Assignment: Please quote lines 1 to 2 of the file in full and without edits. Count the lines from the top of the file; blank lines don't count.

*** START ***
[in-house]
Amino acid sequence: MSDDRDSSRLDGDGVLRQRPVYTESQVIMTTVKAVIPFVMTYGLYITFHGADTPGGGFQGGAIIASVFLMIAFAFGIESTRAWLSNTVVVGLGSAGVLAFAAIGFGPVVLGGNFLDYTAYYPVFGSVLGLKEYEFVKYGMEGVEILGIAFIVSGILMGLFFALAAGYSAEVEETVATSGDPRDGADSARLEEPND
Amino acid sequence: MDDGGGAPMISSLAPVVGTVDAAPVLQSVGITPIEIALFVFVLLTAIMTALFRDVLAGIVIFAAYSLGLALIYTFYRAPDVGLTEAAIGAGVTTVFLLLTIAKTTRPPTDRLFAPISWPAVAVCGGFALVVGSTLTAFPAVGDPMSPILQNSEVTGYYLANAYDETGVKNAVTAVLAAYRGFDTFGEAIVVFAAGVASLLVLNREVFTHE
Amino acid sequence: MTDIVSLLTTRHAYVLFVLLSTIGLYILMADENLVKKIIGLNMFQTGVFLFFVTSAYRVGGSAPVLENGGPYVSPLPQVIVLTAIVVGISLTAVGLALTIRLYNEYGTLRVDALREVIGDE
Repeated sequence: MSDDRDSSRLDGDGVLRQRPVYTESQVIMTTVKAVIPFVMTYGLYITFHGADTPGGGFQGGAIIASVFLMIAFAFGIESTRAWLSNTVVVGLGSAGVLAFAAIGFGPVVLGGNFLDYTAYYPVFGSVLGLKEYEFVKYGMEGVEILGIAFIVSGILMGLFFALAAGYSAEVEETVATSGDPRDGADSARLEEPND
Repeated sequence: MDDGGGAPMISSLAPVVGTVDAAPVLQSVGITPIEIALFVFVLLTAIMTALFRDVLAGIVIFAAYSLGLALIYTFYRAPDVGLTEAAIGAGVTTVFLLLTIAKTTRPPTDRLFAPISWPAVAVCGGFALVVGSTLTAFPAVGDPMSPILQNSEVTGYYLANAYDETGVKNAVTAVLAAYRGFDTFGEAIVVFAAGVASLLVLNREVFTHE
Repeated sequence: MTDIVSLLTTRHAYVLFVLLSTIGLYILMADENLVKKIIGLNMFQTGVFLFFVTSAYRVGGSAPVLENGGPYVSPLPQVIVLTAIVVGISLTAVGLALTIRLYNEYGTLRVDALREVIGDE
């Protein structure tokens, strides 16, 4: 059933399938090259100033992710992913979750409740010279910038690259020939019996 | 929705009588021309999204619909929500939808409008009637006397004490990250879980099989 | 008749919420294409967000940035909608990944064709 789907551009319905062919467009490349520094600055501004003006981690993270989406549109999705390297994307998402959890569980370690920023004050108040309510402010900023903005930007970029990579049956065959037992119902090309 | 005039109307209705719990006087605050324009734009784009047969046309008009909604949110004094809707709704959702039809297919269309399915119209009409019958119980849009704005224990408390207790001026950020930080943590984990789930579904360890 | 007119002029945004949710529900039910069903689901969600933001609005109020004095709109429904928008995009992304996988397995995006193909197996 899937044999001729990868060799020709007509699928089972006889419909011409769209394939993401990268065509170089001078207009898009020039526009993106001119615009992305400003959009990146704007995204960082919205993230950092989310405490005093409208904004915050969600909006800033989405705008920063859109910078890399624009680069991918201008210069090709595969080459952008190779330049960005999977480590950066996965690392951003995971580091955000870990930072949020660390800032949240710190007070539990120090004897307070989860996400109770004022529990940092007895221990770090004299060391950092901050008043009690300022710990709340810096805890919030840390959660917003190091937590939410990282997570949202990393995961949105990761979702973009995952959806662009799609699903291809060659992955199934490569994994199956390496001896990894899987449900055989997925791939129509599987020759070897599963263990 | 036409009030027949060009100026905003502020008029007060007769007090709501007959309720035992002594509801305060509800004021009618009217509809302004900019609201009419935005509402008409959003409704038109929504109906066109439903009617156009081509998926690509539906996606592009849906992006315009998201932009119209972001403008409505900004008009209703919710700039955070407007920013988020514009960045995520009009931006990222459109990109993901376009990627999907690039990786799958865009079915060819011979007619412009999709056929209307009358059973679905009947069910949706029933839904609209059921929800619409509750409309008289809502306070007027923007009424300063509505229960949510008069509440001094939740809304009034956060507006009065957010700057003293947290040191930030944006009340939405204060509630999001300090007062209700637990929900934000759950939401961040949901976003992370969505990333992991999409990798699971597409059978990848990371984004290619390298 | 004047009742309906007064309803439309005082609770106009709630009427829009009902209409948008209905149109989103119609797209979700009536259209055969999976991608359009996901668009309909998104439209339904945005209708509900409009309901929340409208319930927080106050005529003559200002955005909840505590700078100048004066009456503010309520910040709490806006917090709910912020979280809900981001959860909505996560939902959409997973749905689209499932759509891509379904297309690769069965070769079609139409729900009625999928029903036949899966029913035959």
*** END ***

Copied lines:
[in-house]
Amino acid sequence: MSDDRDSSRLDGDGVLRQRPVYTESQVIMTTVKAVIPFVMTYGLYITFHGADTPGGGFQGGAIIASVFLMIAFAFGIESTRAWLSNTVVVGLGSAGVLAFAAIGFGPVVLGGNFLDYTAYYPVFGSVLGLKEYEFVKYGMEGVEILGIAFIVSGILMGLFFALAAGYSAEVEETVATSGDPRDGADSARLEEPND